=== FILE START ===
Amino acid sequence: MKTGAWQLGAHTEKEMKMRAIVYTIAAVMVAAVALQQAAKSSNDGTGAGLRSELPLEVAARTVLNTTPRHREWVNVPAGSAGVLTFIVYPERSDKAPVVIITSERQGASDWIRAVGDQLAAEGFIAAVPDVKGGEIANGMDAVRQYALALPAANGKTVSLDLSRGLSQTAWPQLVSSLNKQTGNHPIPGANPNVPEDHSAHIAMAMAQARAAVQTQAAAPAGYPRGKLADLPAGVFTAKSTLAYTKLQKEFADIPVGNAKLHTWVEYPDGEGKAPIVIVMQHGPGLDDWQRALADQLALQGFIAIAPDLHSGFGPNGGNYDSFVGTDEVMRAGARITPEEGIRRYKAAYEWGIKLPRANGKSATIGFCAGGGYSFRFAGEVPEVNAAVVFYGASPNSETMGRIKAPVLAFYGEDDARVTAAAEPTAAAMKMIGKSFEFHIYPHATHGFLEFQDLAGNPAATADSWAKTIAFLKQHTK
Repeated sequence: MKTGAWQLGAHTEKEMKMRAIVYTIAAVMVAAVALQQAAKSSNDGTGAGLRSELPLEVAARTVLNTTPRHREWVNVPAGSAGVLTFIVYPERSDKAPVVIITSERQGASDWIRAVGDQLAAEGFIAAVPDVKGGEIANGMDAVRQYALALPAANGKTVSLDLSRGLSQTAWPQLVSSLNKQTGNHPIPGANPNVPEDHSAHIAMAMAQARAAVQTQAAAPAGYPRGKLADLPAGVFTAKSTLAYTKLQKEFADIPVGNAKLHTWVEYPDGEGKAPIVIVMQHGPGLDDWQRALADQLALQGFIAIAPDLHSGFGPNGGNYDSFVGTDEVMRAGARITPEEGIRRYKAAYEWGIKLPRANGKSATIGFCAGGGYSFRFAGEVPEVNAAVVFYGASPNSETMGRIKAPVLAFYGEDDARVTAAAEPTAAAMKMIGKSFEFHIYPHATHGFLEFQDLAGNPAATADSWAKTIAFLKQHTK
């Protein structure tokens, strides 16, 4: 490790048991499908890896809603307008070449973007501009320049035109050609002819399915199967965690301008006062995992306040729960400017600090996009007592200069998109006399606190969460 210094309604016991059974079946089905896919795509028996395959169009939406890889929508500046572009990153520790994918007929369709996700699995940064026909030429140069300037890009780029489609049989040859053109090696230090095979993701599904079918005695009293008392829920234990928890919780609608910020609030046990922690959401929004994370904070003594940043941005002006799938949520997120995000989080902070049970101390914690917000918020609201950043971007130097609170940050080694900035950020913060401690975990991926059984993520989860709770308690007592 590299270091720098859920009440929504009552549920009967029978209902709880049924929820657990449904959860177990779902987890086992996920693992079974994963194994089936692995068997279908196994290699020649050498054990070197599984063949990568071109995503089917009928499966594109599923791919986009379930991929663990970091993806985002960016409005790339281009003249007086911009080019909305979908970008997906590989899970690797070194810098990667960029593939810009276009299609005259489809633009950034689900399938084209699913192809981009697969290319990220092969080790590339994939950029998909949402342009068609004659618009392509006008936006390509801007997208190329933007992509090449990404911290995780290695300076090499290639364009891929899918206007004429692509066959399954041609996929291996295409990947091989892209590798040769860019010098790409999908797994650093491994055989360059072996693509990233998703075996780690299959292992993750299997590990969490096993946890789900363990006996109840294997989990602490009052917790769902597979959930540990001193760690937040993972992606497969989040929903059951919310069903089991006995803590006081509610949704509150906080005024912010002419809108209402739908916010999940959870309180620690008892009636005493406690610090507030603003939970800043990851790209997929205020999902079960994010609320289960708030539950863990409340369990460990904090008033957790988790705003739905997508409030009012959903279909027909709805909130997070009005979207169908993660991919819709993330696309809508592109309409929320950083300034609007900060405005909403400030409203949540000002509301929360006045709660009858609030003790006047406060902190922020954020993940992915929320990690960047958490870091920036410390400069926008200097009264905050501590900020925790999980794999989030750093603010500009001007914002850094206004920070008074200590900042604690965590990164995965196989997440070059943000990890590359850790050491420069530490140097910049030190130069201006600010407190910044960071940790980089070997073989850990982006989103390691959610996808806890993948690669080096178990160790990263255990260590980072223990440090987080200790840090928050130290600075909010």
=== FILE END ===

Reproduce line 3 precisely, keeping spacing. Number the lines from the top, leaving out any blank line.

């Protein structure tokens, strides 16, 4: 490790048991499908890896809603307008070449973007501009320049035109050609002819399915199967965690301008006062995992306040729960400017600090996009007592200069998109006399606190969460 210094309604016991059974079946089905896919795509028996395959169009939406890889929508500046572009990153520790994918007929369709996700699995940064026909030429140069300037890009780029489609049989040859053109090696230090095979993701599904079918005695009293008392829920234990928890919780609608910020609030046990922690959401929004994370904070003594940043941005002006799938949520997120995000989080902070049970101390914690917000918020609201950043971007130097609170940050080694900035950020913060401690975990991926059984993520989860709770308690007592 590299270091720098859920009440929504009552549920009967029978209902709880049924929820657990449904959860177990779902987890086992996920693992079974994963194994089936692995068997279908196994290699020649050498054990070197599984063949990568071109995503089917009928499966594109599923791919986009379930991929663990970091993806985002960016409005790339281009003249007086911009080019909305979908970008997906590989899970690797070194810098990667960029593939810009276009299609005259489809633009950034689900399938084209699913192809981009697969290319990220092969080790590339994939950029998909949402342009068609004659618009392509006008936006390509801007997208190329933007992509090449990404911290995780290695300076090499290639364009891929899918206007004429692509066959399954041609996929291996295409990947091989892209590798040769860019010098790409999908797994650093491994055989360059072996693509990233998703075996780690299959292992993750299997590990969490096993946890789900363990006996109840294997989990602490009052917790769902597979959930540990001193760690937040993972992606497969989040929903059951919310069903089991006995803590006081509610949704509150906080005024912010002419809108209402739908916010999940959870309180620690008892009636005493406690610090507030603003939970800043990851790209997929205020999902079960994010609320289960708030539950863990409340369990460990904090008033957790988790705003739905997508409030009012959903279909027909709805909130997070009005979207169908993660991919819709993330696309809508592109309409929320950083300034609007900060405005909403400030409203949540000002509301929360006045709660009858609030003790006047406060902190922020954020993940992915929320990690960047958490870091920036410390400069926008200097009264905050501590900020925790999980794999989030750093603010500009001007914002850094206004920070008074200590900042604690965590990164995965196989997440070059943000990890590359850790050491420069530490140097910049030190130069201006600010407190910044960071940790980089070997073989850990982006989103390691959610996808806890993948690669080096178990160790990263255990260590980072223990440090987080200790840090928050130290600075909010």